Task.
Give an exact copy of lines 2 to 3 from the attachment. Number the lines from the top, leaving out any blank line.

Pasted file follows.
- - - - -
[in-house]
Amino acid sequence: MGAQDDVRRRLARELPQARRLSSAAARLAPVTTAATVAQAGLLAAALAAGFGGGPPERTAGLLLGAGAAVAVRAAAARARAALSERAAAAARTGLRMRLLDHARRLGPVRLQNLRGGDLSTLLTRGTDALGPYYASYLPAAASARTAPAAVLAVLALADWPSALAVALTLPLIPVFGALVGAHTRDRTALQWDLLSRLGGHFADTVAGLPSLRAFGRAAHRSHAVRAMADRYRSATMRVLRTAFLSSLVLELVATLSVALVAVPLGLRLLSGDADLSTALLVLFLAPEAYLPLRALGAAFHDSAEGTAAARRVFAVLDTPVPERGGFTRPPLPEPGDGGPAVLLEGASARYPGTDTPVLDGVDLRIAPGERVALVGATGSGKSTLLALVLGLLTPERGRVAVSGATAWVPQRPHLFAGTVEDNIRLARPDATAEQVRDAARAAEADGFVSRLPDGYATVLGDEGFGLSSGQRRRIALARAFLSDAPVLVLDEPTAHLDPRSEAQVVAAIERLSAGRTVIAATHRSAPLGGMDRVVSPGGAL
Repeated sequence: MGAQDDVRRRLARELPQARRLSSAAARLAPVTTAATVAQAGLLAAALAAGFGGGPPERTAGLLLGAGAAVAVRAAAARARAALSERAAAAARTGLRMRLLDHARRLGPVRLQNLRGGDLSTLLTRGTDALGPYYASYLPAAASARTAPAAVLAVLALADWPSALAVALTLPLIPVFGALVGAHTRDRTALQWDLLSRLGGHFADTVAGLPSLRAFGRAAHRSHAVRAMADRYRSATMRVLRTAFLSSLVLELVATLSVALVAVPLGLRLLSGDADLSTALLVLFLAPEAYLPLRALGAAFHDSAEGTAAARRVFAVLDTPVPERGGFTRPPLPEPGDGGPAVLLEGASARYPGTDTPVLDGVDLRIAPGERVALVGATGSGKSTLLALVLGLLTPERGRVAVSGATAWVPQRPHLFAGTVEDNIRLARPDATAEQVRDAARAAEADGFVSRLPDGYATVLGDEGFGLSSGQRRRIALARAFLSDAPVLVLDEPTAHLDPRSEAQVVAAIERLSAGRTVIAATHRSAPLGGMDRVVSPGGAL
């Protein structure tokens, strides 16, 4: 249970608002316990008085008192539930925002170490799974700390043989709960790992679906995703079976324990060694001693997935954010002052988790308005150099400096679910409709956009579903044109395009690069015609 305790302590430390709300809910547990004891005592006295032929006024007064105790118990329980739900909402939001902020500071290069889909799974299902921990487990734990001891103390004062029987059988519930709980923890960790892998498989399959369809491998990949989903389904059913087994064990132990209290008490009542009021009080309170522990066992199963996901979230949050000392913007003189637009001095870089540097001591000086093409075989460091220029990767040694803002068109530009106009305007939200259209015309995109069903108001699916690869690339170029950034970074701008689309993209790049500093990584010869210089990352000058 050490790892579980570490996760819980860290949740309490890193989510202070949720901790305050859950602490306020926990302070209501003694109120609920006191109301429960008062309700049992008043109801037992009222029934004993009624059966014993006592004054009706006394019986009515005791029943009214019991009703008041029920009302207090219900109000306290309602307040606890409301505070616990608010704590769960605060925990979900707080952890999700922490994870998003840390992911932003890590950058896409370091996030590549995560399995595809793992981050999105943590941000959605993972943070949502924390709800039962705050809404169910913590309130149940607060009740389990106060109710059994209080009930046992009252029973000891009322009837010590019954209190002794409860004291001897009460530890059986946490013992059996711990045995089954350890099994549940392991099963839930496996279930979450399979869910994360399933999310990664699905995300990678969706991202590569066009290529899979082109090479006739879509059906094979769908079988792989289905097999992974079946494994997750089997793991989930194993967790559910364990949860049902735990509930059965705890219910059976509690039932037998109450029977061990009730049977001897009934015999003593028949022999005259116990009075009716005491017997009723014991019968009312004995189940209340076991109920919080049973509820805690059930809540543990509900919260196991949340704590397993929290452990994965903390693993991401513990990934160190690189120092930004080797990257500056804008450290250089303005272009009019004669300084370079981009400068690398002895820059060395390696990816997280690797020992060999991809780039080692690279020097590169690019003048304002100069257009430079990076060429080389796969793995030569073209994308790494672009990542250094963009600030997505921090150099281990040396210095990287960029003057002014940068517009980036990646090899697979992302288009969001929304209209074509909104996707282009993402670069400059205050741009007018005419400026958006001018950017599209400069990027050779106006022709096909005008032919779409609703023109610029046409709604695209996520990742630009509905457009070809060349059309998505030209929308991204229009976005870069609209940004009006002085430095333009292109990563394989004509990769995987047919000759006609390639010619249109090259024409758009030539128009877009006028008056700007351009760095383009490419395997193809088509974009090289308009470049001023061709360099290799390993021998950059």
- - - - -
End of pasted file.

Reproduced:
Amino acid sequence: MGAQDDVRRRLARELPQARRLSSAAARLAPVTTAATVAQAGLLAAALAAGFGGGPPERTAGLLLGAGAAVAVRAAAARARAALSERAAAAARTGLRMRLLDHARRLGPVRLQNLRGGDLSTLLTRGTDALGPYYASYLPAAASARTAPAAVLAVLALADWPSALAVALTLPLIPVFGALVGAHTRDRTALQWDLLSRLGGHFADTVAGLPSLRAFGRAAHRSHAVRAMADRYRSATMRVLRTAFLSSLVLELVATLSVALVAVPLGLRLLSGDADLSTALLVLFLAPEAYLPLRALGAAFHDSAEGTAAARRVFAVLDTPVPERGGFTRPPLPEPGDGGPAVLLEGASARYPGTDTPVLDGVDLRIAPGERVALVGATGSGKSTLLALVLGLLTPERGRVAVSGATAWVPQRPHLFAGTVEDNIRLARPDATAEQVRDAARAAEADGFVSRLPDGYATVLGDEGFGLSSGQRRRIALARAFLSDAPVLVLDEPTAHLDPRSEAQVVAAIERLSAGRTVIAATHRSAPLGGMDRVVSPGGAL
Repeated sequence: MGAQDDVRRRLARELPQARRLSSAAARLAPVTTAATVAQAGLLAAALAAGFGGGPPERTAGLLLGAGAAVAVRAAAARARAALSERAAAAARTGLRMRLLDHARRLGPVRLQNLRGGDLSTLLTRGTDALGPYYASYLPAAASARTAPAAVLAVLALADWPSALAVALTLPLIPVFGALVGAHTRDRTALQWDLLSRLGGHFADTVAGLPSLRAFGRAAHRSHAVRAMADRYRSATMRVLRTAFLSSLVLELVATLSVALVAVPLGLRLLSGDADLSTALLVLFLAPEAYLPLRALGAAFHDSAEGTAAARRVFAVLDTPVPERGGFTRPPLPEPGDGGPAVLLEGASARYPGTDTPVLDGVDLRIAPGERVALVGATGSGKSTLLALVLGLLTPERGRVAVSGATAWVPQRPHLFAGTVEDNIRLARPDATAEQVRDAARAAEADGFVSRLPDGYATVLGDEGFGLSSGQRRRIALARAFLSDAPVLVLDEPTAHLDPRSEAQVVAAIERLSAGRTVIAATHRSAPLGGMDRVVSPGGAL